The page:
Rime and Silence: An Examination of Rime of the Ancient Mariner, Silent Hill, and the Gothic
Samuel Taylor Coleridge’s influence on modern media can be traced by examining the gothic elements available in the poem and in the video game “Silent Hill.”
Coleridge’s “Rime” has several decidedly gothic elements that are shown throughout his poem and help set up traditional horror storytelling. Mystery and suspense pervade the poem, a story about a mariner who kills an albatross (a bird of good omen) and has to suffer the consequences while watching his shipmates die. Readers are left to wonder how long the mariner will have to suffer while being stuck at sea and if he will die or live on to tell his tale. There is also the element of tradition, with the albatross representing good luck in sailor lore. When the albatross is killed by the mariner, he is cursed with watching his shipmates die one-by-one and then being stuck at sea to contemplate his fate. The supernatural is also introduced through the character “Nightmare Life-in-Death,” a vampire-esque stand who gambles for the souls of the ship. The supernatural is also present in the method of the shipmates death where they drop one-by-one staring at the mariner the entire time while he remains stuck at sea. The atmosphere of the poem plays an essential gothic role as the endless fog and ocean create an illusion of being stuck and all alone. And a final important element to examine is the state of mind of the main character where he questions his sanity as well as feeling guilt over his role in the death of the albatross and his shipmates.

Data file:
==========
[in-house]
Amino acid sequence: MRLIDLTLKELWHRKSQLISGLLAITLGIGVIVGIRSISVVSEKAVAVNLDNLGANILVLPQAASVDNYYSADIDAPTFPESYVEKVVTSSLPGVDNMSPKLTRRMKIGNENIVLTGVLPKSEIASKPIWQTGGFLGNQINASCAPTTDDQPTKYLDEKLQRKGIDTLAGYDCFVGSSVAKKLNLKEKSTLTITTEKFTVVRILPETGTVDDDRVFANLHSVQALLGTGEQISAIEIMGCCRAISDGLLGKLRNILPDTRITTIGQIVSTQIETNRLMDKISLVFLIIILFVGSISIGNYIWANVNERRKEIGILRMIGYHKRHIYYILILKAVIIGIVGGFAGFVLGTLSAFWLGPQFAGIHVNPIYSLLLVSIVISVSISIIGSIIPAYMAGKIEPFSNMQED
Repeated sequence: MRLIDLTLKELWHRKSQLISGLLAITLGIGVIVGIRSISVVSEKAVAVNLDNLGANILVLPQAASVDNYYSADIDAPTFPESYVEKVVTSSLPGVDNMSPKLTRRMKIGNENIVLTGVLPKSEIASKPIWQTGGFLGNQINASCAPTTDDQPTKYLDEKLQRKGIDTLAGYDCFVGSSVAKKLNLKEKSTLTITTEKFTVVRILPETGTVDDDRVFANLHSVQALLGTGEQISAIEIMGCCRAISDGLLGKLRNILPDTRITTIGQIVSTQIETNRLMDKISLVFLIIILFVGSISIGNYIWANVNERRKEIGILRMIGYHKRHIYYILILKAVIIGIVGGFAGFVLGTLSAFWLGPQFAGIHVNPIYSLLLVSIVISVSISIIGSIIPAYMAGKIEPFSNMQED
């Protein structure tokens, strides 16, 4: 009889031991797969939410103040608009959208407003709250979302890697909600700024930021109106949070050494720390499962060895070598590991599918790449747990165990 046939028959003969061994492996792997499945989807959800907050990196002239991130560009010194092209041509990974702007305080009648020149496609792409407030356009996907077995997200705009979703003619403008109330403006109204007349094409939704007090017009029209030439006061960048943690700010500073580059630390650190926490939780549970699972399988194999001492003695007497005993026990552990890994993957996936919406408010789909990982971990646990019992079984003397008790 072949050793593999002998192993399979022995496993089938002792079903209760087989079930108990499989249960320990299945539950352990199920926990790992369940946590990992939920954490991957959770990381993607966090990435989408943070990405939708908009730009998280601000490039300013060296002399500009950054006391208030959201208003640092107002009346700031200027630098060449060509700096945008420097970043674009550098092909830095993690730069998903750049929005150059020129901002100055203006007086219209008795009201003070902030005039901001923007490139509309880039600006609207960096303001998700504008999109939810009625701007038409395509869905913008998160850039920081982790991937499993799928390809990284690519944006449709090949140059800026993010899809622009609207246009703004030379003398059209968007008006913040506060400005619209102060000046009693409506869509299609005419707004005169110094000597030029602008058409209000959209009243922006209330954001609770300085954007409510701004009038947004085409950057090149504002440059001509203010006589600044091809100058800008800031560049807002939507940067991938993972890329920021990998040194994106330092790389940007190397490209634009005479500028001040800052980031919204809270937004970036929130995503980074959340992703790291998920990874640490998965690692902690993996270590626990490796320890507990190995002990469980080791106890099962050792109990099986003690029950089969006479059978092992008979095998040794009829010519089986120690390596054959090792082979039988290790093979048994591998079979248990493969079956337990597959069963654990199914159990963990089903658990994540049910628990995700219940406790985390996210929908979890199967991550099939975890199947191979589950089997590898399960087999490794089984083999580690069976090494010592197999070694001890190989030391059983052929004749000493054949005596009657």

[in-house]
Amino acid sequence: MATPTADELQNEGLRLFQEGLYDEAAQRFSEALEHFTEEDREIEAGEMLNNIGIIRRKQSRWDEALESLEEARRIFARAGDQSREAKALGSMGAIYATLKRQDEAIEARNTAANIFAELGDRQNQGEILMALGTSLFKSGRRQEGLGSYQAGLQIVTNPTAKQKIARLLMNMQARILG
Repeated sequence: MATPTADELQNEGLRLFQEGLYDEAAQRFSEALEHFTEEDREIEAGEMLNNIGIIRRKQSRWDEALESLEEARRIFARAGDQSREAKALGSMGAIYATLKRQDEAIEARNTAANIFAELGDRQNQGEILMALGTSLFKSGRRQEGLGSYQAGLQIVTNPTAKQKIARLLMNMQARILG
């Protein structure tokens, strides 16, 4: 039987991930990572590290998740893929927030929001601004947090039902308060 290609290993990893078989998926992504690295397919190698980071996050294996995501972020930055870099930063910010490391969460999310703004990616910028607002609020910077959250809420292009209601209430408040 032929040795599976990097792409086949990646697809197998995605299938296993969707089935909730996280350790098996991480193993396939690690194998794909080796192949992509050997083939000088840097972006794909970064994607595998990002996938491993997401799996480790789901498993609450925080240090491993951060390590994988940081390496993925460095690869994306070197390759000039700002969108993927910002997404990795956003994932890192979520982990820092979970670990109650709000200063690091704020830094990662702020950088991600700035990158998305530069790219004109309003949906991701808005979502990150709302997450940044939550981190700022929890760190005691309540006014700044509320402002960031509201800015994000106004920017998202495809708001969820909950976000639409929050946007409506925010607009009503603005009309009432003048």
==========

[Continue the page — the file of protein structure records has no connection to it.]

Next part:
These elements are readily present in the Konami video game “Silent Hill.” The game is about a character named James Mason who drives into a fog-covered town, loses his daughter (revealed to be originally from the town), and then has to fight monsters on his way through the town to find her. The mystery of the game involves the town and why the main character is stuck there as well as if he will ever find his daughter and save them both. There is also an element of tradition or prophecy that comes in the form of the little girl resembling someone said to bring doom and destruction to those who run the town (which does eventually happen). The supernatural components come in the form of monsters who roam the town (mutated dogs, misshapen people with multiple limbs, and winged flying creatures) and plague the main character in his quest to find his daughter. These creatures have also been twisted by the curse that plagues the town. Additionally, the town is covered in a thick fog which prevents visibility and leaves the town cut off (any roads in and out are either out or get progressively less visible in the fog) and ensures that the character is one of the few human characters in the story. James also has guilt, not only over the accidental loss of his daughter, but also over the death of his wife – shown in flashbacks and heavily hinted as to being a mercy killing by James. His sorrow over her death and ability to raise their adopted daughter helps lead him to the town.
“Silent Hill” is often referred to as a survival horror game but survival horror, and horror in general obviously owe a lot to the Gothic, to “Rime”, and to Coleridge.
Silent Hill. Frankfurt Am Main, Germany: Konami Digital Entertainment, 2012. Computer software